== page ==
Furthermore, if indeed searchable information provides a lot of additional information that would allow us to better treat patients, do we have an obligation to do so as part of the medical history? Unfortunately the issue isn’t quite so simple and will require some thoughtful consideration in this new age of social media.
What can be said about accuracy of information found during online public searches? If information that is public is posted by people other than the person involved, is it really considered public in the moral, rather than the legal sense?
Patients are weighing in as well, with several communications and blogs out recently in which they ask whether their doctor should be allowed to Google them. While many of us can see the potential utility in such a practice and think of emergency situations where this might be extremely beneficial, there are certainly concerns.
We must maintain our doctor-patient relationships, which are built on honest communications and trust. For instance, if my life partner felt it was necessary to Google me for more information, that would certainly affect the question of trust between us. If they did so and were unable to express their intent in such a search, things might get even more tense and lead to breakdown. On the other hand, if a search was intended to help or protect me, on an issue where I needed or desired help, I might feel differently.
Social media is stimulating many more questions about what caring really is. It has been called the new house call – allowing practitioners to respond to patients’ needs in the place that the patient is seeking assistance. In fact, while many see technologies as creating a physical distance between providers and patients, I can also see the technology as bridging a gap, perhaps as the telephone did many years ago at its inception.
When I give a patient the ability to connect with me online, I become accessible to them in a way that may not have been possible in recent years. And I hope that I am becoming accessible in more than only the physical way. My participation on Twitter is a part of my personal and professional life that I hope has humanized me, “the surgeon,” in a way that is positive and engenders confidence.
Finally, how can we begin to deal with the exponential increase in knowledge, but also in misinformation if, as a profession, we do not engage? For example, anti-medical social media campaigns have contributed to resurgent epidemics in infectious disease. If we extend our definition of caring to public health advocacy, do we then have a moral obligation to care by tweeting the new Facebook link to organ donation registries around the world? I’m not sure that is the case currently, but I do envision a future where active participation in social media is a requirement of professionalism and an important part of the #newandimproveddoctorpatientrelationship.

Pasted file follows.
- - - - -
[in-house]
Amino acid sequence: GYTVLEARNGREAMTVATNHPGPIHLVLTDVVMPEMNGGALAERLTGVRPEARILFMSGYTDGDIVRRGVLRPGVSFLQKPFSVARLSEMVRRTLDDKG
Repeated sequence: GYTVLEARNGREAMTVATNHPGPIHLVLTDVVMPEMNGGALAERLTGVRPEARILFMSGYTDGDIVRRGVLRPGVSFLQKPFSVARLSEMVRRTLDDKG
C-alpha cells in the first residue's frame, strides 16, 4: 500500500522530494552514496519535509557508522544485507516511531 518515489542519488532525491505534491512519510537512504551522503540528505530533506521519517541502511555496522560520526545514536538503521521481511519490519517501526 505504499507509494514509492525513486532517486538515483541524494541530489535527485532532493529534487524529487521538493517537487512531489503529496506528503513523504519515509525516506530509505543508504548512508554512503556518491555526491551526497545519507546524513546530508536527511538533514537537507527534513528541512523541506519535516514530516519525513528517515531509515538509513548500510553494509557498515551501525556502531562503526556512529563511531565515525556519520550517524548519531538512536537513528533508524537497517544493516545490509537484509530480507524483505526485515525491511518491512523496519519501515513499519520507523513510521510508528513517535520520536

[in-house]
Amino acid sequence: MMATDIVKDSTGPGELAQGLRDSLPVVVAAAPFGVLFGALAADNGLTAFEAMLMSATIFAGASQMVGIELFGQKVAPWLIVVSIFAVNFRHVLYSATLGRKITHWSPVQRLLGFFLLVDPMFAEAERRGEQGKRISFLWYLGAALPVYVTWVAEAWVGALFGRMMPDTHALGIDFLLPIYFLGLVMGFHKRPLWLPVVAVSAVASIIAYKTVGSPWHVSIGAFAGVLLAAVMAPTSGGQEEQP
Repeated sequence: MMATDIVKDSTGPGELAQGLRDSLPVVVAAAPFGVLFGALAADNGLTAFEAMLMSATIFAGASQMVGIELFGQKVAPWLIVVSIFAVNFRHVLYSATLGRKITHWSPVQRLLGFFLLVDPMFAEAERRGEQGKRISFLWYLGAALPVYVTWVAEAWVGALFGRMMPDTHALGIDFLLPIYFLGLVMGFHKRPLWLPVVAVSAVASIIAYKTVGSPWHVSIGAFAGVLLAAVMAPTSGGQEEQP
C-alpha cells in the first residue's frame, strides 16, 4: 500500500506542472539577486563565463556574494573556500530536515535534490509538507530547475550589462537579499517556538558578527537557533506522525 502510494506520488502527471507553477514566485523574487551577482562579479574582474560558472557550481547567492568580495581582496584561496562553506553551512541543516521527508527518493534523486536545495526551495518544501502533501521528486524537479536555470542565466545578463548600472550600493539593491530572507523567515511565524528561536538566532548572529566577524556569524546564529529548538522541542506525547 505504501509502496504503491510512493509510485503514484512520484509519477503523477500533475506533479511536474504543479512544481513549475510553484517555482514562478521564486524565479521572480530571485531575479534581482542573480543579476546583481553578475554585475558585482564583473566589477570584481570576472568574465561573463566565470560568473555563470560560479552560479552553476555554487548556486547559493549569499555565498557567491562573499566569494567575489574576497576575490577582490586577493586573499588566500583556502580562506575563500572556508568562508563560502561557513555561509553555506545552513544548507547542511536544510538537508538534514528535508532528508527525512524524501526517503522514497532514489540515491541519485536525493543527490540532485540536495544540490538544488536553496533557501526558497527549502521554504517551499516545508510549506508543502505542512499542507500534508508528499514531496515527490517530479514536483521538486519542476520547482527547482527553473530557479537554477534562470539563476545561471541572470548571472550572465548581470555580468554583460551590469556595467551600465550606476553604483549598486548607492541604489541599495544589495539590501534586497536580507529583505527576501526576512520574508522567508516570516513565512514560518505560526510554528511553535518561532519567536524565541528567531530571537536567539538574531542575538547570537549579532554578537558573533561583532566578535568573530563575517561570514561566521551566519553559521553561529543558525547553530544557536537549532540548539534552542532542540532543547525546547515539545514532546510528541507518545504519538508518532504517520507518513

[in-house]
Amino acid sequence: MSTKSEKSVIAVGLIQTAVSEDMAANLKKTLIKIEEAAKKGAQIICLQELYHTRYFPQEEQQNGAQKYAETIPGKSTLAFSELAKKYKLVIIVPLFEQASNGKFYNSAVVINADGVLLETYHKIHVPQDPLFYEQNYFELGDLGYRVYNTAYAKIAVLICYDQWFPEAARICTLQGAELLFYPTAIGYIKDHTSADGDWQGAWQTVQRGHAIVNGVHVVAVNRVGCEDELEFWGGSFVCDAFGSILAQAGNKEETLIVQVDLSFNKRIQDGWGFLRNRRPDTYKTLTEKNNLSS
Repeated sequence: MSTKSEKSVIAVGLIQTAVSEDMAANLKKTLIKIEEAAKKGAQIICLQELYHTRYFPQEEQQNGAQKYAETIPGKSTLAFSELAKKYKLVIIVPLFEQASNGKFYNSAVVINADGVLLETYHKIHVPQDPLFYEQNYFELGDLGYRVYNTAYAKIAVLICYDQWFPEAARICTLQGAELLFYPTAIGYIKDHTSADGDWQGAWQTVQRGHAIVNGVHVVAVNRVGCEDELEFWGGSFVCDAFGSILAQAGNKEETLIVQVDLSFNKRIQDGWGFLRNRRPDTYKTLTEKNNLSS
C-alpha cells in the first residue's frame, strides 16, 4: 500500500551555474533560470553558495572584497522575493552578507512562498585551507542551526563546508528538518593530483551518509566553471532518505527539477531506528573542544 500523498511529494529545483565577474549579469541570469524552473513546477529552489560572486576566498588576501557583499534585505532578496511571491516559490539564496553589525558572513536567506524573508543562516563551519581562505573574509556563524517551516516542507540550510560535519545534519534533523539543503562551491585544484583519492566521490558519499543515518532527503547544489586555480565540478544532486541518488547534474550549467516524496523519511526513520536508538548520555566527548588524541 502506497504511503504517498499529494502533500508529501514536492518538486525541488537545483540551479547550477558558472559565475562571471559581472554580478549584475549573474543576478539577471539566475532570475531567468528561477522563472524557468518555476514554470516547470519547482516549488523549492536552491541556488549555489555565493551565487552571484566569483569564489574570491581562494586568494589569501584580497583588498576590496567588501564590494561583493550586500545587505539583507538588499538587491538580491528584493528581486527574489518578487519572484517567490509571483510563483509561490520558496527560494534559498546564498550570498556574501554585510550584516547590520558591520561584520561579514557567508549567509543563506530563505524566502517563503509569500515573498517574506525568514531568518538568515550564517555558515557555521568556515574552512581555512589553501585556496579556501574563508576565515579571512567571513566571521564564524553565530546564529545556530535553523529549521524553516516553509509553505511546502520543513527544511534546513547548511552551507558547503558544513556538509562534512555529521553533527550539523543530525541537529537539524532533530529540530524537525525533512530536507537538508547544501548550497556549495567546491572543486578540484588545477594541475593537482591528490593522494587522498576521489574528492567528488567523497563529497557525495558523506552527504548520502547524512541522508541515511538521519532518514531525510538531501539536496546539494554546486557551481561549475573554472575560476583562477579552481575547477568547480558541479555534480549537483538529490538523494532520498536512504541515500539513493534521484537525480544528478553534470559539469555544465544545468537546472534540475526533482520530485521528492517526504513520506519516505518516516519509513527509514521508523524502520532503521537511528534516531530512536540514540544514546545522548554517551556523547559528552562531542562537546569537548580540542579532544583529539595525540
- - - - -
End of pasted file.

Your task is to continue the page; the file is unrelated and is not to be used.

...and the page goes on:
There remain more questions than answers. For the #hcsmca chat on Wednesday, June 24 9pm ET (time zone converter) we’ll use the following questions to guide the discussion.
- T1: Have you ever searched for a patient online
a. What were you looking for ?
b. How would you assess information for accuracy?
- T2: Do you have concerns about searching for publicly available information about patients?
a. How would you feel about this as a patient?
b. Would you disclose to patient?
- T3:Is it ever within professional boundaries to “google” a patient?
a. What would be good reasons? (ie. duty to warn, concern about safety or suicide, discrepancies in history and patient claims)
b. When is it inappropriate? (ie. Voyeurism, interest in personal life)
Baker MJ, George DR, Kauffman GL Jr. Navigating the Google blind spot: an emerging need for professional guidelines to address patient-targeted googling. J Gen Intern Med. 2015 Jan;30(1):6-7. doi: 10.1007/s11606-014-3030-7. Accessed June 18, 2015
Goldman, Brian. Doctors Who ‘Google’ Their Patients. White Coat, Black Art blog. CBC Radio. Accessed June 18, 2015.